Withdrawing from the TSP Before Retirement

Question: What is the TSP-75 I hear people talk about at work?

I sometimes get asked this, but the question I get asked more is, “When can I begin withdrawing or roll over my TSP?”

These questions are pretty much the same.

When I talk about the TSP-75 with people I often get blank stares. People either know exactly what I’m referring to or have no idea what the TSP-75 is.

The TSP-75 is simply a form used to make an Age-Based In-Service Withdrawal Request.

What this means is you can make a withdrawal request from your Thrift Savings Plan because you’ve met the age requirements for the withdrawal without a penalty.

What age is that?

The almighty 59.5 years old.

There are people who have countdowns until this day, and for others they could care less.

In fact, there’s an entire website dedicated to this age that I find quite humorous.

Now, why did the IRS choose the age 59.5? I have no idea. The same question can be asked about why did the IRS choose the age 70.5 for RMD’s. I have a sneaking suspicion it’s to confuse people, but who knows.

What happens if I take a withdrawal before I turn 59.5?

This is a simple answer with a few caveats.

For the majority of you asking this question, the answer is you will be charged a 10% early withdrawal penalty tax, if you even qualify to make the withdraw.

For example, let’s say you decide to withdraw $1,000 before you turn 59.5 years old and haven’t met any of the requirements to be able to withdraw. On that $1,000 you will be charged a 10% early withdrawal penalty tax equating to $100.

That’s quite a bit to pay and is not something I ever suggest unless its a dire situation.

However, if  you qualify for a Financial Hardship Withdrawal, you may be able to make the withdrawal, but will still most likely pay the 10% penalty (Click here to read more about those requirements.)

In-Service Withdrawal Basics

  • When you take an in-service withdrawal, you cannot return or repay the money you remove from your TSP account. This is different from a loan and you permanently reduce your retirement savings by the amount of the withdrawal as well as any future earnings you could have accrued on that money.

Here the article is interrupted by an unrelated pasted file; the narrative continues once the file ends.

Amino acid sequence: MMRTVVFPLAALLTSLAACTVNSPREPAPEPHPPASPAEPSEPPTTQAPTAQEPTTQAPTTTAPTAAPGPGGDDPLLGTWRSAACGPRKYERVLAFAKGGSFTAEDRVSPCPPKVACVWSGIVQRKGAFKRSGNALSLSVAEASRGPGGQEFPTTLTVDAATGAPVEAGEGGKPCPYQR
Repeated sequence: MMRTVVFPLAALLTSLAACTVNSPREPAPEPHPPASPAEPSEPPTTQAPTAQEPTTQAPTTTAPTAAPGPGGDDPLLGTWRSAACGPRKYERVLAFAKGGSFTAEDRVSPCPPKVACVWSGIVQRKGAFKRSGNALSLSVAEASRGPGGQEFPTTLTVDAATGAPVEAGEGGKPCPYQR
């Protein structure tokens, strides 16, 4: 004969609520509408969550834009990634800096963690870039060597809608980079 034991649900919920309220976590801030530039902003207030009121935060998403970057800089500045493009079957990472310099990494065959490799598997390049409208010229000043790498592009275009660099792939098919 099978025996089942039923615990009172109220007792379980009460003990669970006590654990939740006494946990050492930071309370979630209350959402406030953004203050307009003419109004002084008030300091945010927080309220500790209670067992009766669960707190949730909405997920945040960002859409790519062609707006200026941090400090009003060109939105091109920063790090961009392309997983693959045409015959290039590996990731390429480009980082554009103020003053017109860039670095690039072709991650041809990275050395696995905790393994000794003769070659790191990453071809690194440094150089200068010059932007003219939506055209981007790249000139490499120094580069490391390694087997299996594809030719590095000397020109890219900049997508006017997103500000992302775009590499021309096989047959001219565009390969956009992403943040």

• You will be subject to income taxes on your withdrawal except on any portion that consists of tax-exempt contributions, Roth contributions, or qualified Roth earnings. With a hardship withdrawal, you may also be subject to the IRS 10% early withdrawal penalty tax mentioned above.
  • If you decide to take a financial hardship withdrawal, you will not be able to make contributions to your account for 6 months. THis also means if you are under the FERS retirement system, you will not receive any Agency Matching Contributions for 6 months. Obviously, this could add up to quite a bit of money.
  • Spouse’s rights affect your in-service withdrawal. If you are a married FERS participant or a member of the uniformed services, your spouse must sign a consent waiver for your in-service withdrawal. Therefore, if your spouse doesn’t agree, the withdrawal may not be able to be made. If you are a married CSRS participant, the TSP must notify your spouse before the in-service withdrawal can be made. These rights apply even if you are legally separated from your spouse.
  • Much of this information was taken from TSP.gov and can be found here.

Download the form and read more here.

– Cooper Mitchell

Author Cooper Mitchell

Hello, I'm Cooper. I am the President of and an Investment Advisor Representative for Dane Financial, LLC. I specialize in helping Federal Employees better understand their benefits and prepare for retirement through Comprehensive Financial Planning and Investment Management. When I'm not helping federal employees, you can find me focusing on other entrepreneurial pursuits, spending time with my beautiful Wife, worshipping Christ, blogging, lifting (somewhat) heavy weights, and reading non-fiction.

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